2. The solute potential of the plant cell is (greater/less than)pure water. Therefore the
greaterwater potential is (in the cell/in the solution). Circle your choice.
3. If solute potential in the plant cell above is –6.25 bars and pressure potential is 0,
what iswater potential of the plant cell? _________________________ What does this
indicate in terms of water movement?
4. If solute potential in the plant cell above is –6.25 bars and pressure potential is 6.25
bars,what is water potential of the plant cell? ________________________ What does
this indicate in terms of water movement?
5. A plant cell has a solute potential of –4.0 and a pressure potential of 1.0. It is then
placed ina solution with a water potential of –5.0. What will happen to this plant cell?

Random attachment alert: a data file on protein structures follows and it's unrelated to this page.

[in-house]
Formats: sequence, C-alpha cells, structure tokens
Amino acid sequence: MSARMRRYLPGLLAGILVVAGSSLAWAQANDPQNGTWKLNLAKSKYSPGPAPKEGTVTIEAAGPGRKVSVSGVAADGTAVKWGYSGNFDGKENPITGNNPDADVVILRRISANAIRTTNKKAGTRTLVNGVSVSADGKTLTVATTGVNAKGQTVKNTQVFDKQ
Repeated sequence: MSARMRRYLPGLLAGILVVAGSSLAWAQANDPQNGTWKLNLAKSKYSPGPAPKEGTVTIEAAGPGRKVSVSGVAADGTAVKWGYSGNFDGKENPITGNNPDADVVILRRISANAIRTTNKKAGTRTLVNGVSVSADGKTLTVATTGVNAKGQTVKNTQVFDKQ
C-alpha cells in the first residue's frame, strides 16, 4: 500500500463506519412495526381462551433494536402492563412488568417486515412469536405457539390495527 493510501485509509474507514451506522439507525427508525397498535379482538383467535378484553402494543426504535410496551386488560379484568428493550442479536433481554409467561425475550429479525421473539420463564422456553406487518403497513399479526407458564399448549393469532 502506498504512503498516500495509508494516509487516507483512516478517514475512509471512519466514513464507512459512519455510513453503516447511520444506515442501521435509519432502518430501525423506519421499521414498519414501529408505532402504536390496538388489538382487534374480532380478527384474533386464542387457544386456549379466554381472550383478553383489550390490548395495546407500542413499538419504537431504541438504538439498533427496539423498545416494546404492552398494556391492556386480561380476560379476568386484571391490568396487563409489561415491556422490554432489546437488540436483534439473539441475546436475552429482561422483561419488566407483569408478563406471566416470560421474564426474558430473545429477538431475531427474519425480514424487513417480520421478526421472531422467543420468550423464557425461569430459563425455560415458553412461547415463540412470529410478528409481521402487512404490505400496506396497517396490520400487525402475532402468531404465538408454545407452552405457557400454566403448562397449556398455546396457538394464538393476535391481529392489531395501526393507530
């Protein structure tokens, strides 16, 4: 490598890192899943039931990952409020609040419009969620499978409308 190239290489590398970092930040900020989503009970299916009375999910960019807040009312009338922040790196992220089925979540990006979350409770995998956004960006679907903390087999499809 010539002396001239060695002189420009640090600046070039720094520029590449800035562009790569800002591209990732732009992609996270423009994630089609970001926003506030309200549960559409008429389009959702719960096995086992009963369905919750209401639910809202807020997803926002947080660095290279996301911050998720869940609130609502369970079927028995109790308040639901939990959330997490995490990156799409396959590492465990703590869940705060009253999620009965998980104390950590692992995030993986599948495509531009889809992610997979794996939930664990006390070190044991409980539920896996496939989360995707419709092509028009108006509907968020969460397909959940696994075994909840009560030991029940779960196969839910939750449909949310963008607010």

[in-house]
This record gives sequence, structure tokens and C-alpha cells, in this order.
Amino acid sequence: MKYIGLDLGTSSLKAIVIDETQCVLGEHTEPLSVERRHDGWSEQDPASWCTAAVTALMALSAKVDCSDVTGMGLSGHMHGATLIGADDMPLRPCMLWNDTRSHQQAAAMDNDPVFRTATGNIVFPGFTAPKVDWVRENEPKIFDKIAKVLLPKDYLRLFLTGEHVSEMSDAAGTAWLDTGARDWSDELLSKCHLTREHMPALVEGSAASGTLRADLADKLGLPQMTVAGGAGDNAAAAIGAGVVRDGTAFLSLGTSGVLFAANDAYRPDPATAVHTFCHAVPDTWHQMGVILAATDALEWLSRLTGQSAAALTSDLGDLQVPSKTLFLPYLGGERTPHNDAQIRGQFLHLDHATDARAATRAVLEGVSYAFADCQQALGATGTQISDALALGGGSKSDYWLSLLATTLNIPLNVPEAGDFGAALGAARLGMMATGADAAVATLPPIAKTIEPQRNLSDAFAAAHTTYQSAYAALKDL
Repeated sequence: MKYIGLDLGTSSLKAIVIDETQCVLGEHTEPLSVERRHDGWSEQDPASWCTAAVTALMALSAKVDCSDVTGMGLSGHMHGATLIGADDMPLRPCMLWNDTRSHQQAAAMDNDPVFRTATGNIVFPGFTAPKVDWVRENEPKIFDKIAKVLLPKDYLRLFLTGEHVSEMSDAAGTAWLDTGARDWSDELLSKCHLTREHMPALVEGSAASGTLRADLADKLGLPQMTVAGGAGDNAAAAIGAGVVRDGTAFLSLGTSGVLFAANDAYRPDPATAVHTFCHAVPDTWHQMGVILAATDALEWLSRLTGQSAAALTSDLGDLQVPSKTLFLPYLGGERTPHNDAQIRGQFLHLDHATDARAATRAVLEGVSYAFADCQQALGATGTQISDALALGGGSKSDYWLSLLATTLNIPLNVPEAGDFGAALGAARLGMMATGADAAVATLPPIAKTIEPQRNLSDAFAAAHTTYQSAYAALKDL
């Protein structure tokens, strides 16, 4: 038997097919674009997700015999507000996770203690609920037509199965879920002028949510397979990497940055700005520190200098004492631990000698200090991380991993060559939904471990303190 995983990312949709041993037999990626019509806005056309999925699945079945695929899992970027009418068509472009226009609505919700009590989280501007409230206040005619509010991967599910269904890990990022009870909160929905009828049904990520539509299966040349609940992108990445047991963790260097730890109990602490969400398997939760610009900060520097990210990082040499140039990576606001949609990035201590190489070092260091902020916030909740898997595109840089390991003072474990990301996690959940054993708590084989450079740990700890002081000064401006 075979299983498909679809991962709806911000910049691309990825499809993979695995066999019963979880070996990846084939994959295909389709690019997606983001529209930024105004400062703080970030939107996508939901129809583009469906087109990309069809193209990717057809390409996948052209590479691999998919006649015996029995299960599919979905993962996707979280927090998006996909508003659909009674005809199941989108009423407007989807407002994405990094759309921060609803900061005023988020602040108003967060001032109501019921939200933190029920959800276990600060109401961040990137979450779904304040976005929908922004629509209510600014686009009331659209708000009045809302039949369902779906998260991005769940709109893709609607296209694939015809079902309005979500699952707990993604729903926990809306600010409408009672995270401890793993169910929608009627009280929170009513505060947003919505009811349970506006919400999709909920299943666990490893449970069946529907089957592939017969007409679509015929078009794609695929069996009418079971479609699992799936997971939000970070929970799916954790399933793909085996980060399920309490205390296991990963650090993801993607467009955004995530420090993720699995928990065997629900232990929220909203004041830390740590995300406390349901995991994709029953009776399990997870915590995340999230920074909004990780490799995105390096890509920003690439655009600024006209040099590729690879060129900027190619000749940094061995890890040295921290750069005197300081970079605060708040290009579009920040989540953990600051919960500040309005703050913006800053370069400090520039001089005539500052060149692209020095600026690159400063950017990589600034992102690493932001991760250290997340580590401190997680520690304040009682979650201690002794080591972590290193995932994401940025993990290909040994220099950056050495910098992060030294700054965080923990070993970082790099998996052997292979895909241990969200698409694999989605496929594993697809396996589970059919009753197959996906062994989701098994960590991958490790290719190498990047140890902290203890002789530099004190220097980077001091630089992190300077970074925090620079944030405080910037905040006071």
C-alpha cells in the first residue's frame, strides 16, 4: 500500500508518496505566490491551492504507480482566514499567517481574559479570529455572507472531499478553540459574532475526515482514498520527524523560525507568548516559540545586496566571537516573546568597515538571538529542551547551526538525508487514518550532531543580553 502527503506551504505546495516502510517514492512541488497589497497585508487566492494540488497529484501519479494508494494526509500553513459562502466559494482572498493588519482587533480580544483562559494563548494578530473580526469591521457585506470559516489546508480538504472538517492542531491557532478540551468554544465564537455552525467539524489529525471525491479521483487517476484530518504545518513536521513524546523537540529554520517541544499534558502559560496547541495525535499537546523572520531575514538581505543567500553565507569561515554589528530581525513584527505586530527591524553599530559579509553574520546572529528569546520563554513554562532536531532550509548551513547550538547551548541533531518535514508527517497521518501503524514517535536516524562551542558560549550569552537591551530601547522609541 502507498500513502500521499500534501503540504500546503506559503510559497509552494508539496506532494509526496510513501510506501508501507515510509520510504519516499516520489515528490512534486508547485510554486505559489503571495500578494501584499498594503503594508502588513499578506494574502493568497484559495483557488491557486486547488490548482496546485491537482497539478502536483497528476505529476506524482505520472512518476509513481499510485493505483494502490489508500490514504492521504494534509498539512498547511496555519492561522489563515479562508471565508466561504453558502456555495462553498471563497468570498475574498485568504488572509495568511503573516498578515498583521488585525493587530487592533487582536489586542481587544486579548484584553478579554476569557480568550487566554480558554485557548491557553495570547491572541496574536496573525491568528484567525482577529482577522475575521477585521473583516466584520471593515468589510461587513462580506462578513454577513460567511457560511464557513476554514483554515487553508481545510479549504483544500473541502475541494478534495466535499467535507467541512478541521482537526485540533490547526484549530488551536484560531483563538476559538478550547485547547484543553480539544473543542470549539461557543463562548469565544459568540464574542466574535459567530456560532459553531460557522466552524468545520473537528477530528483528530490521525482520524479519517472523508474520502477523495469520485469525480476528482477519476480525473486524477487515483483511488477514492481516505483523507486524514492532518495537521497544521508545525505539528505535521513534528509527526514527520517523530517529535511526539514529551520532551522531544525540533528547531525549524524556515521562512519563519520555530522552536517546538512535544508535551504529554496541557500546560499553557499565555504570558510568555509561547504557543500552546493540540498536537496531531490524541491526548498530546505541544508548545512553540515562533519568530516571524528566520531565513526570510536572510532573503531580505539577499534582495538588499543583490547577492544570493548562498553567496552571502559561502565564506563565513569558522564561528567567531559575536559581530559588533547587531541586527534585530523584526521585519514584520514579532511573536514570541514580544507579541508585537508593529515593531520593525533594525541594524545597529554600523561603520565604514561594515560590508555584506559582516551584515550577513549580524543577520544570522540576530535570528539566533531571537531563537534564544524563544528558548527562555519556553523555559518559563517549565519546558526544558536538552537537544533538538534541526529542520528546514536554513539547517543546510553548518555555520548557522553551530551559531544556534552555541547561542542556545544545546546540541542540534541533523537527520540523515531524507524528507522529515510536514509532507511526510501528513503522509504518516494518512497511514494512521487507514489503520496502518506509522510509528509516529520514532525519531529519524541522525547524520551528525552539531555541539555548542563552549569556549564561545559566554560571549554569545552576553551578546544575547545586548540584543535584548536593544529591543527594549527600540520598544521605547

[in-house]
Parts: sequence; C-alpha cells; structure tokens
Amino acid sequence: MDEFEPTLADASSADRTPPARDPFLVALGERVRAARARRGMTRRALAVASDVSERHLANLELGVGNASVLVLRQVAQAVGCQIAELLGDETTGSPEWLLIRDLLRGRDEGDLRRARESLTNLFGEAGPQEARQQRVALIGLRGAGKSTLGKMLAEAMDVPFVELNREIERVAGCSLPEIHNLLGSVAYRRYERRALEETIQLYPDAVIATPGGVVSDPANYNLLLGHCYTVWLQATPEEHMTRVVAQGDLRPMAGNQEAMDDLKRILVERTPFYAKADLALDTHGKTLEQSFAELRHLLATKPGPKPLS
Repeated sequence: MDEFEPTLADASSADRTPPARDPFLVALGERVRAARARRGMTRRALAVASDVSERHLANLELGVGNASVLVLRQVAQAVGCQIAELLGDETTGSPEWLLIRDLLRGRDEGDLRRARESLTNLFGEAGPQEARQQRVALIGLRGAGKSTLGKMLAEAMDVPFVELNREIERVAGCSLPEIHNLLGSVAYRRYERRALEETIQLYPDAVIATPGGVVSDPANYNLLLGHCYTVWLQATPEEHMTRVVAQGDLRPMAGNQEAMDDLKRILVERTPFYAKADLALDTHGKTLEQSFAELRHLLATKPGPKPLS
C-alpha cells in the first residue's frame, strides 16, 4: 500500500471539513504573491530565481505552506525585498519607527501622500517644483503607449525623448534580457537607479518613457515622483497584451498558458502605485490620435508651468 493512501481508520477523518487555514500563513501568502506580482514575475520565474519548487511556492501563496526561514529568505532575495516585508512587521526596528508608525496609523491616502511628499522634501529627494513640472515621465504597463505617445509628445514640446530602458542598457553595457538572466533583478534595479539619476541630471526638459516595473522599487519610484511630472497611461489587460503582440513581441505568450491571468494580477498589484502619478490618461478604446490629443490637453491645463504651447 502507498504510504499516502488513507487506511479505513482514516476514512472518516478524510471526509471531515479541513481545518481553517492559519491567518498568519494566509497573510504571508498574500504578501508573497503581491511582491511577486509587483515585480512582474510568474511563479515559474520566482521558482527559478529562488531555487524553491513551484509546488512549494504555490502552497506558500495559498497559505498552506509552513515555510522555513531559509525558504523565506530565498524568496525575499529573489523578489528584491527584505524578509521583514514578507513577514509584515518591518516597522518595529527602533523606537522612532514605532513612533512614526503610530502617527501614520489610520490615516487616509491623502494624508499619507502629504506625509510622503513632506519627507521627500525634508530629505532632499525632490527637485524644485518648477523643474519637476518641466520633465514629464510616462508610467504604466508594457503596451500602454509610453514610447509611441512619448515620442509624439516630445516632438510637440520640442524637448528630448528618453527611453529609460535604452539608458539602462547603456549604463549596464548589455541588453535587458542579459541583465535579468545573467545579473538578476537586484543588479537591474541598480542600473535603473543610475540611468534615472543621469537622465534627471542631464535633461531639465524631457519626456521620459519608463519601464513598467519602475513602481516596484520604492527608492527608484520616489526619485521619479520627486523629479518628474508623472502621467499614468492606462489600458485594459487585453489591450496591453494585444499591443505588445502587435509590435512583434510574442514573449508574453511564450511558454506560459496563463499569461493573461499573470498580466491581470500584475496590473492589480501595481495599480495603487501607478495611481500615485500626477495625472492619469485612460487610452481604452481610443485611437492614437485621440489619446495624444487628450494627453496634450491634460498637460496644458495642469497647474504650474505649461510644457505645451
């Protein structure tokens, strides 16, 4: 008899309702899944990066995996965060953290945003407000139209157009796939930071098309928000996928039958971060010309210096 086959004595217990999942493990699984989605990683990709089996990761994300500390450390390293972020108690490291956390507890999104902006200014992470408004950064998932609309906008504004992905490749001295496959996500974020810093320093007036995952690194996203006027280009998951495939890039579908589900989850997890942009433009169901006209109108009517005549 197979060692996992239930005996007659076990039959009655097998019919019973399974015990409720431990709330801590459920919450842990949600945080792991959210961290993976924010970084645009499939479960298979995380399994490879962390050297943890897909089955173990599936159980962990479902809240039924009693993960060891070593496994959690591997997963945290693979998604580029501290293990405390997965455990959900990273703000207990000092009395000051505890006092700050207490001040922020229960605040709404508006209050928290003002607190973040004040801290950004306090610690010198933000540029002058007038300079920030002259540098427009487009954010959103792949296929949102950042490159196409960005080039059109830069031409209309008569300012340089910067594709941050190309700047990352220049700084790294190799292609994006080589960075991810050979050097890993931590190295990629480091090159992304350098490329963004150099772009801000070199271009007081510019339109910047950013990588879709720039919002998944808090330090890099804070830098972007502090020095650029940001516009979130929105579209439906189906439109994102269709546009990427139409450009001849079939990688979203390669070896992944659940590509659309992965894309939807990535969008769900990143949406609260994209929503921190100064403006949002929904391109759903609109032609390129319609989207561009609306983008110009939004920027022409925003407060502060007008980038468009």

6. A plant cell has a solute potential of –2.0 and a pressure potential of 0.0. It is placed
in asolution with a water potential of –1.0. What will happen to this plant cell?
The Energy of Reactions
Energy input or energy
Anabolic or catabolic?
Increasing complexity or
Change in G positive or
Spontaneous or nonspontaneous?
Molecule complexity greatest
in product or reactant?
ATP coupled process, or ATP
Greater energy in the
reactants or products?
Dehydration or hydrolysis?
ATP formed, or ADP + P?
Entropy increased or
High energy bonds formed,
Decomposition or synthesis?
Energy of reactants vs
products same or different?
Atoms of reactants vs
products same or different?
Gibbs Free Energy
• Enthalpy is expressed in kJ (kilojoules)/mol, entropy in J/K (joules/kelvin), and